Champagne and St Germain
St Germain is an elderflower liqueur being enjoyed by all the cool kids at the moment. It is also one of the most elegant bottles around.
Wild Elderflower blossoms are handpicked in the French Alps during a very limited few weeks of the year. The blossoms are then transported by bicycle to the collection depot, before being distilled. Adding a drop of precious Elderflower liqueur to champagne is called a Kir Blanche Royale. We decided to serve it in a long tall flute – dignified and elegant.
Champagne and Chambord
Chambord was first presented to Louis XV in the 17th century on one of his visits to Chateau Chambord. Made from principally from black raspberries, with hints of Madagascar vanilla and congnac, it mixes superbly with champagne. We served it in vintage coupes, and there was a lovely effect in the glass with some of the liqueur staying at the bottom of the stem, giving a wonderful striped effect.
Champagne with Wild Hibiscus Flowers
Our next cocktail had an Australian touch with some Wild Hibiscus Flowers. Wild hibiscus flowers are placed in a flute and champagne poured over. The flowers open up as the champagne bubbles over them, and can be reused through the night. Great for a party with the girls. They are edible and actually taste quite nice. I believe these flowers, also called Rosella, are native to Australia, and were developed as a cocktail addition quite by accident. The effect is beautiful!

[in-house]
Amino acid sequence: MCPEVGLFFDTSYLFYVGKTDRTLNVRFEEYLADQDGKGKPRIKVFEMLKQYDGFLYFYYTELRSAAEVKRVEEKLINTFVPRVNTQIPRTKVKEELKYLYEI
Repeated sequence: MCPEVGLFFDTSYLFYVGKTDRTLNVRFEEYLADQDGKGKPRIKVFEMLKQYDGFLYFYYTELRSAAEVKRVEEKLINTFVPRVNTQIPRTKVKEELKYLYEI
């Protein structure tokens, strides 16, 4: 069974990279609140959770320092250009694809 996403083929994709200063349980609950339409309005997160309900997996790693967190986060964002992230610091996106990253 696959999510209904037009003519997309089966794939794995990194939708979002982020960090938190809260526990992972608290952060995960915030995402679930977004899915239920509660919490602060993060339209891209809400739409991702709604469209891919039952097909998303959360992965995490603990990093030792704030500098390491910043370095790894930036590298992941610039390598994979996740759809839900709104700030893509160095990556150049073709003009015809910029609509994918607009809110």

Champagne with Violette Liqueur
A beautiful rich violet colour, it added an extraordinary subtle taste to the drink, a little bit like those old fashioned violet lollies. Friends of ours from Montpellier, who are very ‘branché’ (hip) introduced it to us one one of our recent visits. I just love the colour it gives, and it is a bit of fun. We found a really funky flute for this one!
Listen to Episode #5 of The Flute Enthusiast by ‘Clinking’ on the link below: